I must pass on your practice of treating demodectic mange to Jag's vet.
Another thing that has been troubling me is the question whether Jag's breeders would have known about the risk he had of developing the condition. Is it true that one of the parents had the condition?
I had specifically mentioned to the breeder that I wanted puppies. I had already purchased a female from the kennel in India, and she is fine. Jag was apparently from a different line (his pedigree certificate hasn't reached as yet!). He cost twice as much as the female (equivalent to £700, which is quite a lot for our end of the world!) but money is not the issue here.
I really feel sorry for the puppies who develop the condition.
Thanks again for your help!
Expert:  Dr. Susan replied 2 years ago.
No problem! The step-wise plan is:
1) 100 mcg/kg
2) 200 mcg/kg
3) 300 mcg/kg
4) 400 mcg/kg
5) 500 mcg/kg
6) 600 mcg/kg and continue the 600 mcg/kg each day until resolution.
Also, let your vet read this page: http://www.vetmed.wsu.edu/depts-vcpl/
It discusses a particular gene mutation found in herding breed dogs like Collies, Shetland Sheepdogs, Australian Sheepdogs, Old English Sheepdogs, etc. This gene mutation makes it UNSAFE to use the ivermectin protocol with them.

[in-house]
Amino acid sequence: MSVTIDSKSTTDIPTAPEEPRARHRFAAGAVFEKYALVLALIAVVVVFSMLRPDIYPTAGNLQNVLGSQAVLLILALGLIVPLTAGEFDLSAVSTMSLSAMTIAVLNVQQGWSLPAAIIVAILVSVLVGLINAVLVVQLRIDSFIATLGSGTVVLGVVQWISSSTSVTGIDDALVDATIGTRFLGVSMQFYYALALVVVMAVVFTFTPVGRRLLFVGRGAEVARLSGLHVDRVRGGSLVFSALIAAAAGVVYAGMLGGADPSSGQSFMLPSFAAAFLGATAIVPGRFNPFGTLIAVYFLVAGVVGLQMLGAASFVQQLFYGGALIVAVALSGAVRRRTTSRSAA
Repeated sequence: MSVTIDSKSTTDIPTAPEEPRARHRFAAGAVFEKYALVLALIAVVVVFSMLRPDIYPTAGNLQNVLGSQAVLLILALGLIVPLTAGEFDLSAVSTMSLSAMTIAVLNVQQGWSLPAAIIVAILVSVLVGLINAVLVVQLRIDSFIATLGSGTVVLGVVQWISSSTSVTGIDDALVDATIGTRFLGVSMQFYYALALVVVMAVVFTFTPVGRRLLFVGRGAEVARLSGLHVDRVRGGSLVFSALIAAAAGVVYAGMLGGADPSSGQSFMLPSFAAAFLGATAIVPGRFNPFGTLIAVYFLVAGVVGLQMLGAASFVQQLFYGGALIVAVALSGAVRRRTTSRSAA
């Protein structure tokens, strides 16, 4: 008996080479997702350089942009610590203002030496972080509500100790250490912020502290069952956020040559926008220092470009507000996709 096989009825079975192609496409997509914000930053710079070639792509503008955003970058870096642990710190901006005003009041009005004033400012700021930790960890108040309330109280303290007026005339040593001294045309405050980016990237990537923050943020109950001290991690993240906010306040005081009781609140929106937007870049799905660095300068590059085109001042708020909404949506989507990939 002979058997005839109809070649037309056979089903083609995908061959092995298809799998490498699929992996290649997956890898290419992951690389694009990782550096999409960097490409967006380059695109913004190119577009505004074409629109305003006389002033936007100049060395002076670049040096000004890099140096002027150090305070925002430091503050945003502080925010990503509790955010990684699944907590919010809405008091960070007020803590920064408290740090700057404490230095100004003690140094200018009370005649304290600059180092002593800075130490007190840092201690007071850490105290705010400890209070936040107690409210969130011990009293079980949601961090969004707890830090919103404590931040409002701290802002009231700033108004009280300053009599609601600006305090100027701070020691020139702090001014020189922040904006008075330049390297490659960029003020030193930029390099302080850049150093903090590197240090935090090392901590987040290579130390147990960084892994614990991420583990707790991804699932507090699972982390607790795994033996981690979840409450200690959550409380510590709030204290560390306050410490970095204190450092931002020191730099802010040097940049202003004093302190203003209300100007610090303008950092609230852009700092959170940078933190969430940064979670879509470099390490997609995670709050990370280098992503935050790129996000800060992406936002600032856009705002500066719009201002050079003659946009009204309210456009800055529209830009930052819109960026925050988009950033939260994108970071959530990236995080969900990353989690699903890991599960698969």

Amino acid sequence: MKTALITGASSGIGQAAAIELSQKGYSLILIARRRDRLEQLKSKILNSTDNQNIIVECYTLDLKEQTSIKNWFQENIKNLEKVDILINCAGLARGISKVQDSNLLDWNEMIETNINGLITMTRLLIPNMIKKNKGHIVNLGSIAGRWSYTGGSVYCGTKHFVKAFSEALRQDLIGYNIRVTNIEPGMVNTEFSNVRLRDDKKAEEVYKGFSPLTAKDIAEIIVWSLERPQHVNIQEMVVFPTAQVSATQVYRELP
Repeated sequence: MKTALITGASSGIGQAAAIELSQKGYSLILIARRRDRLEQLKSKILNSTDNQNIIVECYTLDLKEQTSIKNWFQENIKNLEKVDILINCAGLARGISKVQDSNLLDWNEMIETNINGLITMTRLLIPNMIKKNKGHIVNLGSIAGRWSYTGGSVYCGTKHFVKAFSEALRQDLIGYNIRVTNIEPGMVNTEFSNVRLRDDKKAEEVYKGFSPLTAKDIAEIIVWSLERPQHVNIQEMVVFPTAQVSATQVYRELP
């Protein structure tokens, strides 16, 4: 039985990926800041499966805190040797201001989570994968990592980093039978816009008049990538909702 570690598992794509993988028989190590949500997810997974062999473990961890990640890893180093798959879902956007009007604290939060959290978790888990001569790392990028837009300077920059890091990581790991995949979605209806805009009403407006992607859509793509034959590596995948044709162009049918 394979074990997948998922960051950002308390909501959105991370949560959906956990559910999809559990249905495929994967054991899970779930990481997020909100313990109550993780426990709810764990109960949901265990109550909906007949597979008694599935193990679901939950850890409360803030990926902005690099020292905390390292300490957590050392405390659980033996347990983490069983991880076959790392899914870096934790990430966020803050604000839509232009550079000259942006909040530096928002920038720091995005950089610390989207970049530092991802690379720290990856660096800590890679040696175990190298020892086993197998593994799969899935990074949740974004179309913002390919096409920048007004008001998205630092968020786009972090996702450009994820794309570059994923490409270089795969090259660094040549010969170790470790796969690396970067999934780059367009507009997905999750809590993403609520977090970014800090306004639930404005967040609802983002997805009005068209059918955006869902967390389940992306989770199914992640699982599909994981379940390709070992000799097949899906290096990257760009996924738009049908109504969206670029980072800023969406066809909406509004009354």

Yes, there *can* be a genetic component to demodex. However, this is not always the case. As I mentioned previously, all dogs have a small population of demodex mites on their skin. The problem just occurs with an overgrowth of demodex, which is not uncommon in pups. If he has a case of generalized demodex (affecting larger areas of the body), we do not recommend breeding as this could have a hereditary aspect.
Customer: replied 2 years ago.
Thanks! Very thoughtful of you to send the link. I will add it to my reading list. Have been reading on the web about demodectic mange. Jag has the horrible generalised form. From a gorgeous young dog, he was transformed into a smelly one with extensive skin lesions. He lost a lot of his hair etc etc.
When can he be neutered?
You are such a sweet person! 😘
Expert:  Dr. Susan replied 2 years ago.
I would neuter him prior to resolution of the skin lesions. Otherwise, stress from his surgery could cause recurrence, and we will have to start his treatment all over again!
Customer: replied 2 years ago.
Thanks Susan for the advice. Yet another question!Do you use oral Ivermectin? Apparently Ivermectin tab is available in 3mg and 6mg preps. Jag's vet prescribed 6mg twice daily. I have asked for the tablet to be withheld and I will go by your advice.
Expert:  Dr. Susan replied 2 years ago.